Whenever someone dies and leaves a Trust, the Trustee must comply with the instructions set forth in that Trust, no matter who the Trustee is. Sometimes corporations will try to side-step the instructions and do things their own way, either for convenience, or at times, in order to charge the Trust higher fees. The lower court in Gilmaker found for Bank of America and the appellate court reversed the decision.
In the case of Gilmaker V. Bank of America National Trust and Savings Association, BOA agreed to the terms of the Trust when the Settlor, Joseph Gilmaker created the Trust and appointed it as the Trustee, but once Gilmaker died, BOA took over and did as it pleased regarding the handling of the funds and real property.
For one thing, the Trust clearly instructed BOA that Gilamker’s son, Joseph Louis Gilmaker would be a Consultant to the Trust, meaning that the younger Gilmaker was to be consulted before Bank of America made any investments on behalf of the Trust. Once Gilmaker died, Bank of America pretty much told the younger Gilmaker to get lost. The Trust also stipulated that Bank of America was to keep all of the Trust money in separate accounts (because there is a $10,000 insurance cap on Trust funds as opposed to FDIC insurance on other types of accounts that max out at $100,000 per account). The Trust had $49,000, so only the first $10,000 would have been insured if the money was left in one account. Bank of America disregarded this instruction claiming that it would cause “Extraordinary” bookkeeping and therefore would require an “Extraordinary” fee to perform. Bank of America did not, however, make this assessment while the elder Gilmaker was alive and created the Trust leaving Bank of America as the Trustee.
The Trust also instructed Bank of America to provide the younger Gilmaker with a semi-annual itemized statement of the Trusts activities. At one point, the branch manager actually came right out and told the younger Gilmaker to get lost, that it was none of his concern, and that Bank of America did not have to follow the instructions set forth in the Trust.
Joseph Louis Gilmaker took the case to court, and relying on Estate of Schloss, 56 Cal. 2d 248, 253-256 [14 Cal.Rptr. 643, 363 P. 2d 875], the lower court found for Bank of America on the grounds that the Superior Court has no jurisdiction to remove a Trustee after distribution (PC §1120-1130) and that jurisdiction must be limited to Equity Jurisdiction (CC §2283). Gilmaker appealed. BOA objected on the grounds of jurisdiction.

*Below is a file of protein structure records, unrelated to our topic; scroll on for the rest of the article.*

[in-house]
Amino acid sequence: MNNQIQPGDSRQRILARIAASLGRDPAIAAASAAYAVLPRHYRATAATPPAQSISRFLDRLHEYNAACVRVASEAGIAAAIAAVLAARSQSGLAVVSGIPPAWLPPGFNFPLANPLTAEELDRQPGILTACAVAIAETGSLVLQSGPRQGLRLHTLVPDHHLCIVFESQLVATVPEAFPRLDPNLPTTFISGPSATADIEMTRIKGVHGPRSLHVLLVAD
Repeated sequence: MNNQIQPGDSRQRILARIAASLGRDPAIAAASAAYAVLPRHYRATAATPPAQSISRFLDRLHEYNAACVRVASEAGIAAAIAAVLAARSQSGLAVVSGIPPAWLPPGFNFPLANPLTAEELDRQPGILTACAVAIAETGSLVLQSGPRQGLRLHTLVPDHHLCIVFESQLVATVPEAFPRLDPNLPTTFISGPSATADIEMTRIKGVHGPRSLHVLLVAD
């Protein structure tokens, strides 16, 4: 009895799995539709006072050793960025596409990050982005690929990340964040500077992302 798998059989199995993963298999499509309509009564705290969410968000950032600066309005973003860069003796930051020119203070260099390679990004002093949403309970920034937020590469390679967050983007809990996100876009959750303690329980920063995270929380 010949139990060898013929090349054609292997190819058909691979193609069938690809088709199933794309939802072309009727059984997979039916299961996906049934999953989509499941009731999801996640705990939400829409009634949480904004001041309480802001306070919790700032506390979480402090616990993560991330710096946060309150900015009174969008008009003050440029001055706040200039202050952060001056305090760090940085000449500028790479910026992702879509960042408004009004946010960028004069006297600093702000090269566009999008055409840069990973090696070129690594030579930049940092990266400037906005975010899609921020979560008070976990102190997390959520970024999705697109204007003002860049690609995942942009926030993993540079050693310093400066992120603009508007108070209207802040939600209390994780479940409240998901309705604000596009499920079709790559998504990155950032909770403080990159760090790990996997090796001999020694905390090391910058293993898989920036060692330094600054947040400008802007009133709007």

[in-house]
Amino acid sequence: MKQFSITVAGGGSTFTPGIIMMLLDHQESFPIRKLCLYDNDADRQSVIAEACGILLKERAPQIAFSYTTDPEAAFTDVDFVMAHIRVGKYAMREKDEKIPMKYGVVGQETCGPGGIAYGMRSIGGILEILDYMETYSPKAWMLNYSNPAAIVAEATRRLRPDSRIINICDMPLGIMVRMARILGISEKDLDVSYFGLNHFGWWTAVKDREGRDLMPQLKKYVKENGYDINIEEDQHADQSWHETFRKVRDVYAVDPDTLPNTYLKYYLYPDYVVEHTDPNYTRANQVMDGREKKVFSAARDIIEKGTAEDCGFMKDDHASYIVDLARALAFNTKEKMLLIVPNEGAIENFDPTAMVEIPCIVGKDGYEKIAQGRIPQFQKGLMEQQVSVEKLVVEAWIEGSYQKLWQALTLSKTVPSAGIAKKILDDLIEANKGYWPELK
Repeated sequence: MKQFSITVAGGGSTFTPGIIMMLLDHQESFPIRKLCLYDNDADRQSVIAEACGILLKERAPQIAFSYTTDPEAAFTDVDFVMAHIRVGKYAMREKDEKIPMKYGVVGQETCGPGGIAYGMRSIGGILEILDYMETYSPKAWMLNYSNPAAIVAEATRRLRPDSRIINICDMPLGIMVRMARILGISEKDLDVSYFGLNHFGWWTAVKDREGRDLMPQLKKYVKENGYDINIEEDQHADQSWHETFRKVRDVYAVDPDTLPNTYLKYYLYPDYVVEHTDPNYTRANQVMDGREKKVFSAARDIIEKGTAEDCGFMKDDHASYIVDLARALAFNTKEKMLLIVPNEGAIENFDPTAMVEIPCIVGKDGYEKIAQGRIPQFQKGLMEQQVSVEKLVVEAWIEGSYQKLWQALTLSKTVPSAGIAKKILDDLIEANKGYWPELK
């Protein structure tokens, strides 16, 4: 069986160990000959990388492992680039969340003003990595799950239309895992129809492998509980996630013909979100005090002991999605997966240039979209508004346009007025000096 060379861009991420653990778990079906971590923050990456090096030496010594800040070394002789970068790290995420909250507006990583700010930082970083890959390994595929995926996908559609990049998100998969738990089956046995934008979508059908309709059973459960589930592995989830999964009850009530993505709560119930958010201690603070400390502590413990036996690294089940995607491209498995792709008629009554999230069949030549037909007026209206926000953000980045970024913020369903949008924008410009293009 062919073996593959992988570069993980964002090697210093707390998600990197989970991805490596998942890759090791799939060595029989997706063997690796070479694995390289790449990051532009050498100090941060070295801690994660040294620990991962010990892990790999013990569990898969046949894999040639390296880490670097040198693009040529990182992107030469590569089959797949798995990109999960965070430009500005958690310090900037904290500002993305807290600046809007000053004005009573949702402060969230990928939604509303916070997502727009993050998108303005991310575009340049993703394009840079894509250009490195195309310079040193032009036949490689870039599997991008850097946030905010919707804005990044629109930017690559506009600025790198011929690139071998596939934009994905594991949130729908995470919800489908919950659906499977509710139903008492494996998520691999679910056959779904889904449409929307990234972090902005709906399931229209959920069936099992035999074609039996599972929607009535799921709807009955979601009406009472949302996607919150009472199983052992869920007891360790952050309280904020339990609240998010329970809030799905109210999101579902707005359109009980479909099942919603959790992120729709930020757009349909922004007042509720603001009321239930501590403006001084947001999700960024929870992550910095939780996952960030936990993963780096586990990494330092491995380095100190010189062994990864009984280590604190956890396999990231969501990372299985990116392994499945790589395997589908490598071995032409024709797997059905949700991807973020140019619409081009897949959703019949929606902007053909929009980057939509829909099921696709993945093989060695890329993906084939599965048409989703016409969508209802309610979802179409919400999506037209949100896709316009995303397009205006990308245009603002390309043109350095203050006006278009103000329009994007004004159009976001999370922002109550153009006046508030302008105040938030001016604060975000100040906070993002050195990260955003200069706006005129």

The Contestant and Appellant is Joseph Louis Gilmaker. The Respondent is Bank of America. Eric A. Rose, and Pray, Price and Williams are the attorneys for the Appellant. Johnson and Johnson, and George A. Johnson are the attorneys for the Respondent. The opinion is delivered by J. Traynor.
Bank of America did not object to the jurisdiction of the Superior Court (as was the case with Schloss) in the lower court, and if you don’t object, it doesn’t count in appeals. So, the court does in fact have jurisdiction under Equity Jurisdiction.
The court finds that Bank of America had agreed to the terms of the Trust by accepting the position of Trustee without any mention of extraordinary fees when the Trust was being created. The little guy wins, the decision of the lower court is REVERSED and Bank of America is removed as Trustee.
In this case we learn two very valuable lessons. First, it is a stark reminder that in order to “Preserve the Record,” a timely objection must be made on any and all issues in order to preserve the right to appeal on that issue. Secondly, and more relevant to the issue at hand, a Trustee must comply with the instructions in the Trust, no matter how big for its breeches the institution thinks it is.
If you are the Successor to a Trust and don’t think the Trustee is complying with the terms set forth in the Trust, talk to an attorney and ask her if she thinks Joseph Louis Gilmaker V. Bank of America National Trust and Savings Association; Estate of Gilmaker, 57 Cal 2d 627, will support your case.